#2: Build Attunement to Self and Others

As a leader, another way to empower employees is to help them become attuned to—or aware of—their own and others’ feelings and situations. Self-attunement helps your employee consider their emotions and biases so they can make conscious decisions about how to act—and avoid reacting—in the heat of the moment. This self-regulation supports their ability to act in ways that foster healthy working relationships, says Whitmore.

For example, say your partner calls you at work and yells that you left dishes in the sink. When you get off the call, you’re aware that you’re furious and likely to snap at the next person you see. But you know that lashing out at colleagues would damage your working relationships, so you take a deep breath, acknowledge that you’re irritated, and take a walk to clear your head.

(Shortform note: Psychologists agree that practicing awareness can make you less reactive in the moment and better able to manage situations. Further, when you regularly engage your awareness when you’re fearful or anxious, you can reprogram your brain for the better. So, if your mind is racing, focus on a single sense—like how something tastes or smells—to dampen the release of stress hormones. Also, be aware of deeply embedded, cognitive distortions that mess with your mind and well-being. For example, look for thoughts about what you “should” do (the root of perfectionism) and replace them with rational thoughts.)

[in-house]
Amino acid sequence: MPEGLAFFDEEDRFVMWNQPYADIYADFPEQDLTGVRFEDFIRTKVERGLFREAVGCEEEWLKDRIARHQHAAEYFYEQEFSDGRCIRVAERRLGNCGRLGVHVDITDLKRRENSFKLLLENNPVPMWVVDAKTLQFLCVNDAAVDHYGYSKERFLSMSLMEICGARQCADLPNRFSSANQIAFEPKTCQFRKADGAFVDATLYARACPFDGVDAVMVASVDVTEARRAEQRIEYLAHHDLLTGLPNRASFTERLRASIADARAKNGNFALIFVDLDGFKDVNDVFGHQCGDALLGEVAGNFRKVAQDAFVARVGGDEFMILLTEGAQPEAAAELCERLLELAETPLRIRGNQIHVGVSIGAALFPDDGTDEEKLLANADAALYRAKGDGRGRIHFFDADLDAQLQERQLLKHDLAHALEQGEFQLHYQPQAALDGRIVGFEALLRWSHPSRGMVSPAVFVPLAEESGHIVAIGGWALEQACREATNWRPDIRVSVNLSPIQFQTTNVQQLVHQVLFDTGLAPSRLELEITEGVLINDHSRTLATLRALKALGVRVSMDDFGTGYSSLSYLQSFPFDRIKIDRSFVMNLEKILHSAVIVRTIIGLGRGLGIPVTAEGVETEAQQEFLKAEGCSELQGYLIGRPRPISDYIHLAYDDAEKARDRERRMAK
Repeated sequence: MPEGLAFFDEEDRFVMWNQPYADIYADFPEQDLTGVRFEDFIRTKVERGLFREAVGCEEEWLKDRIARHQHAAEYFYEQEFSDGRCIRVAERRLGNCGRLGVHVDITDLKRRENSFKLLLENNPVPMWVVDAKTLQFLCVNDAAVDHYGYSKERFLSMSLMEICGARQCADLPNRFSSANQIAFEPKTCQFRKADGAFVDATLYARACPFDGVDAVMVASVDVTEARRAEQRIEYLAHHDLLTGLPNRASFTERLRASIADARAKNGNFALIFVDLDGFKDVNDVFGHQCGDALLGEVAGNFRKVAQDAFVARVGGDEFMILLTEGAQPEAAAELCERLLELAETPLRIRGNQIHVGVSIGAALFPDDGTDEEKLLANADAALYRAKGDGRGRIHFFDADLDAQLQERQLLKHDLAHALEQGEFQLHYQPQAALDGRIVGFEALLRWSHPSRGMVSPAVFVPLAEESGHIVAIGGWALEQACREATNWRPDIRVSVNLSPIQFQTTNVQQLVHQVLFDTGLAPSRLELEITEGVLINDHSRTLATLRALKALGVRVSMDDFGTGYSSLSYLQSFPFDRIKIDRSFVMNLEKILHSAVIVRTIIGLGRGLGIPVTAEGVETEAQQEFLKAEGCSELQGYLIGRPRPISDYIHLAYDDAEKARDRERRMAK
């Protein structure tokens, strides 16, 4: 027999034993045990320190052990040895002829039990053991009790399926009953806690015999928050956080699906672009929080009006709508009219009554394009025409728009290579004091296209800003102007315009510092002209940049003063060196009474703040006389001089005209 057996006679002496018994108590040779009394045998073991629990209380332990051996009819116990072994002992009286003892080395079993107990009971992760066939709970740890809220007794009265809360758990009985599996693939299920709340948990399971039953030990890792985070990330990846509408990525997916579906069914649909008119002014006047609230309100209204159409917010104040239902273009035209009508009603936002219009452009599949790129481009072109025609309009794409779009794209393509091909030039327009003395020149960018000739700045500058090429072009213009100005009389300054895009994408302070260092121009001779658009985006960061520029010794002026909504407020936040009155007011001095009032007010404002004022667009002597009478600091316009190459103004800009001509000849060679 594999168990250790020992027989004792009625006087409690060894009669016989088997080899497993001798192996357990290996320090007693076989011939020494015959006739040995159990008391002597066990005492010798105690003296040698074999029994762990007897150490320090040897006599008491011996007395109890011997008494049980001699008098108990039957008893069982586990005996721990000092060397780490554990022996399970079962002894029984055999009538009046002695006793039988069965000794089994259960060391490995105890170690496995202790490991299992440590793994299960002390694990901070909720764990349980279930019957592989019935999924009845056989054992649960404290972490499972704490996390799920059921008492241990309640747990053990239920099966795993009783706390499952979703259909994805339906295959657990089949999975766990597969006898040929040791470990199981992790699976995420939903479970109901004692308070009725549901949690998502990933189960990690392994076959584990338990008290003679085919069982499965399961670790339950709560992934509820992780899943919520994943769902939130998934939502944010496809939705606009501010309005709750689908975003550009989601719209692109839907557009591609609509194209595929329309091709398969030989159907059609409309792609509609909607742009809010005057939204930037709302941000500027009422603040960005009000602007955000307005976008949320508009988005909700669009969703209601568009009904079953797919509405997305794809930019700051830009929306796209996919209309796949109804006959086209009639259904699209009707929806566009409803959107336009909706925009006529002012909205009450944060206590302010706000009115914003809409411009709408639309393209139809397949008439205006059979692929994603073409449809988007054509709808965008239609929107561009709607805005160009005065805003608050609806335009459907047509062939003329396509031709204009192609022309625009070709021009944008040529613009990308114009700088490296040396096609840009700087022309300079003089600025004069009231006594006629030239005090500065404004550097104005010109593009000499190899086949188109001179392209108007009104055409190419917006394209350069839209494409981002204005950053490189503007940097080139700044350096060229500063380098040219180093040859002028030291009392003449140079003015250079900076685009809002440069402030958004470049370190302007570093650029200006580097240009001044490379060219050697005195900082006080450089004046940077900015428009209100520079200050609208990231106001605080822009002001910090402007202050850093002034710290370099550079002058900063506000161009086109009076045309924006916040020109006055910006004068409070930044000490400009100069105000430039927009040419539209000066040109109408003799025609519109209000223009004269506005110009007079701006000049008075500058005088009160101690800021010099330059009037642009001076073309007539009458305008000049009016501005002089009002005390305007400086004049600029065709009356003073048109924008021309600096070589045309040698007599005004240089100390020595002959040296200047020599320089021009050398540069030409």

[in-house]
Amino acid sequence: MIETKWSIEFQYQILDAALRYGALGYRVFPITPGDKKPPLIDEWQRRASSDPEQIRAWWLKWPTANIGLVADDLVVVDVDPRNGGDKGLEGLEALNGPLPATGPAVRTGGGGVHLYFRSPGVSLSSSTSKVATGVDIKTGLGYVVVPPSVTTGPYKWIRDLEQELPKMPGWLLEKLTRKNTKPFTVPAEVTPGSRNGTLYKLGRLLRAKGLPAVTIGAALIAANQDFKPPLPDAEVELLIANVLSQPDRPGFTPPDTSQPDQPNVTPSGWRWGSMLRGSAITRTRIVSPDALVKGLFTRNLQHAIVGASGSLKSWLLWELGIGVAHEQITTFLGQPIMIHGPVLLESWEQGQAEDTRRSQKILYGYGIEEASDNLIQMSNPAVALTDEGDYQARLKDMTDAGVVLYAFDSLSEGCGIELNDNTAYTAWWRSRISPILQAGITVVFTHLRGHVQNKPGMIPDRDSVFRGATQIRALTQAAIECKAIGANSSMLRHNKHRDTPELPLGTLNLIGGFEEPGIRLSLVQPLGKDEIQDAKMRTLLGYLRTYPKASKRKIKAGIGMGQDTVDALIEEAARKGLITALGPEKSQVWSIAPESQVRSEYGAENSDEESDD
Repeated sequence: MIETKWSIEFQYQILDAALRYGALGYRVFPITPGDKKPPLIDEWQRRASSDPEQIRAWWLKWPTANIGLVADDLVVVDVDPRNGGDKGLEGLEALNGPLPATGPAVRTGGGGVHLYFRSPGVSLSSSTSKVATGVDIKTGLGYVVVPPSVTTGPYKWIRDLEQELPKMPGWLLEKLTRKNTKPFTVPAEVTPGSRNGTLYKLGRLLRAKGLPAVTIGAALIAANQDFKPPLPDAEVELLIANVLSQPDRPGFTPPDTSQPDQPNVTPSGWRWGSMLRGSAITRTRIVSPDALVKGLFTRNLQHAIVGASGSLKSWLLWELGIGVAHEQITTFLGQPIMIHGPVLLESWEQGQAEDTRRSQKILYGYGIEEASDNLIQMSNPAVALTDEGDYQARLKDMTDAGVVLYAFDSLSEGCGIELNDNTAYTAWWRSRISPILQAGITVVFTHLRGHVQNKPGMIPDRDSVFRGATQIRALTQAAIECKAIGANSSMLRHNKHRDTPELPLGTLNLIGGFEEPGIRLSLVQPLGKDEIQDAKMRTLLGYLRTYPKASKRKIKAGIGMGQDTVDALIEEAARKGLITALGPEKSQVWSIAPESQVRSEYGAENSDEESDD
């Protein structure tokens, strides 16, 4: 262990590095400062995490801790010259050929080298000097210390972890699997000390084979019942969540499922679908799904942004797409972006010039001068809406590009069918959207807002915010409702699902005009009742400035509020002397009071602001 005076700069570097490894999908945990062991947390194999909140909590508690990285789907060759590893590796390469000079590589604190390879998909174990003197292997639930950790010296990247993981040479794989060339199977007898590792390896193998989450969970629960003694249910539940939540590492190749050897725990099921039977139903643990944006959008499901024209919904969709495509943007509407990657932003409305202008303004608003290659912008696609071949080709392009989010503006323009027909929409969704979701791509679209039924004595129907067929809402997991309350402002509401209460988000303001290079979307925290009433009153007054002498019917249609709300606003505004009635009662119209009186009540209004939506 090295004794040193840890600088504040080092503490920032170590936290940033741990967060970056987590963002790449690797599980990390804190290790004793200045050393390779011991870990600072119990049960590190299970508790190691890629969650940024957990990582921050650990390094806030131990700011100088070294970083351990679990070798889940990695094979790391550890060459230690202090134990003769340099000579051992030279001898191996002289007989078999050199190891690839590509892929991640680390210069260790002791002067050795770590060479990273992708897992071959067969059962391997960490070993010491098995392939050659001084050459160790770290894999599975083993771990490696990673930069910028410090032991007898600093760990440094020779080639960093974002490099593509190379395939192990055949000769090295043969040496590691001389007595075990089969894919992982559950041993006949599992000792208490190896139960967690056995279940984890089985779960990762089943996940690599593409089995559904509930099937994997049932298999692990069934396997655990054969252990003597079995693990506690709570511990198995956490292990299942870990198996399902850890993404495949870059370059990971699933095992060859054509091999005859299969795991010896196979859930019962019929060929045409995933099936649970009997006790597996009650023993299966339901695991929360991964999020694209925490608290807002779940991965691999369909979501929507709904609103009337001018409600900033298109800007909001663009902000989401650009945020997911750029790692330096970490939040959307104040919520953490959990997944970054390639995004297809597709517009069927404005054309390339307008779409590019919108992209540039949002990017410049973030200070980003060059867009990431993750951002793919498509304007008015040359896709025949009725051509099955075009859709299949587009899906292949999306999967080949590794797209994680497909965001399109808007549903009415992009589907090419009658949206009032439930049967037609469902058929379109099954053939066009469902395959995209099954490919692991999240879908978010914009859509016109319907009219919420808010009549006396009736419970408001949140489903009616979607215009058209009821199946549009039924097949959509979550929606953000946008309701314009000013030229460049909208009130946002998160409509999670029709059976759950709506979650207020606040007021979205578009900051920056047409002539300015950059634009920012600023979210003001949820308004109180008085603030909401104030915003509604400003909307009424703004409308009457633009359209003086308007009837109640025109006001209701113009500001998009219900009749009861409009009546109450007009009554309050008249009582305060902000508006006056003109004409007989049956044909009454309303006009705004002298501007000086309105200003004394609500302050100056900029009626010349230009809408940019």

Additionally, attunement to others’ emotions and circumstances enables your employee to gather information about conditions that impact their colleagues and their work together, which further improves their performance.

For example, if you’re aware that a particular client annoys your boss, and that client comes to meet with your boss on a day you’d planned to pitch an idea to them, you’ll know to wait to pitch that idea until the next day when your boss may be in a better mood and more receptive to it.

(Shortform note: While there’s value in being aware of others’ emotions and situations, some coaches say there are times when you should ignore others—like when they’re struggling. For example, you may be inclined to rescue a colleague buried in work, but people often learn the most when they go through a struggle and come out the other side on their own. So, rather than rush in, be peripherally aware of their situation and jump in only if they truly need it.)

Whitmore recommends developing awareness of self and others through meditation.